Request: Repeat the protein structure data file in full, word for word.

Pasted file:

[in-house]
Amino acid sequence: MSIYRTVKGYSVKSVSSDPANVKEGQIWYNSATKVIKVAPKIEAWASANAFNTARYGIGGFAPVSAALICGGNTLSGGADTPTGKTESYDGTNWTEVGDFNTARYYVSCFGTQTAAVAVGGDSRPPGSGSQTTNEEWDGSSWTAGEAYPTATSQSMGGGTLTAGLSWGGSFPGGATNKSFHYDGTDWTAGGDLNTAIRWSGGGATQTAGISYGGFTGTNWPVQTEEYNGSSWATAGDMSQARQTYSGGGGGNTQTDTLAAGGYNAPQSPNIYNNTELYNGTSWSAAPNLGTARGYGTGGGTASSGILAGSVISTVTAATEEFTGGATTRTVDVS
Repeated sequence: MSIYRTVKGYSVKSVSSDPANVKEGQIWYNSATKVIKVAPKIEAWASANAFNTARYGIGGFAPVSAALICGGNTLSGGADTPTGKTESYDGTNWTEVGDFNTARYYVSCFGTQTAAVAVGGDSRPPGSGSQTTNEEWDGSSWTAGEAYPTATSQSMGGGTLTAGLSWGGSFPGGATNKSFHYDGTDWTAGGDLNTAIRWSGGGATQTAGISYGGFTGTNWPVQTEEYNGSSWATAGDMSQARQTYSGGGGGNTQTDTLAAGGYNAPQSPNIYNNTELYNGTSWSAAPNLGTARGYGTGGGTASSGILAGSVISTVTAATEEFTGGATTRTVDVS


[in-house]
Amino acid sequence: MSIYRTVKGYSVKSVSSDPANVKEGQIWYNSATKVIKVAPKIEAWASANAFNTARYGIGGFAPVSAALICGGNTLSGGADTPTGKTESYDGTNWTEVGDFNTARYYVSCFGTQTAAVAVGGDSRPPGSGSQTTNEEWDGSSWTAGEAYPTATSQSMGGGTLTAGLSWGGSFPGGATNKSFHYDGTDWTAGGDLNTAIRWSGGGATQTAGISYGGFTGTNWPVQTEEYNGSSWATAGDMSQARQTYSGGGGGNTQTDTLAAGGYNAPQSPNIYNNTELYNGTSWSAAPNLGTARGYGTGGGTASSGILAGSVISTVTAATEEFTGGATTRTVDVS
Repeated sequence: MSIYRTVKGYSVKSVSSDPANVKEGQIWYNSATKVIKVAPKIEAWASANAFNTARYGIGGFAPVSAALICGGNTLSGGADTPTGKTESYDGTNWTEVGDFNTARYYVSCFGTQTAAVAVGGDSRPPGSGSQTTNEEWDGSSWTAGEAYPTATSQSMGGGTLTAGLSWGGSFPGGATNKSFHYDGTDWTAGGDLNTAIRWSGGGATQTAGISYGGFTGTNWPVQTEEYNGSSWATAGDMSQARQTYSGGGGGNTQTDTLAAGGYNAPQSPNIYNNTELYNGTSWSAAPNLGTARGYGTGGGTASSGILAGSVISTVTAATEEFTGGATTRTVDVS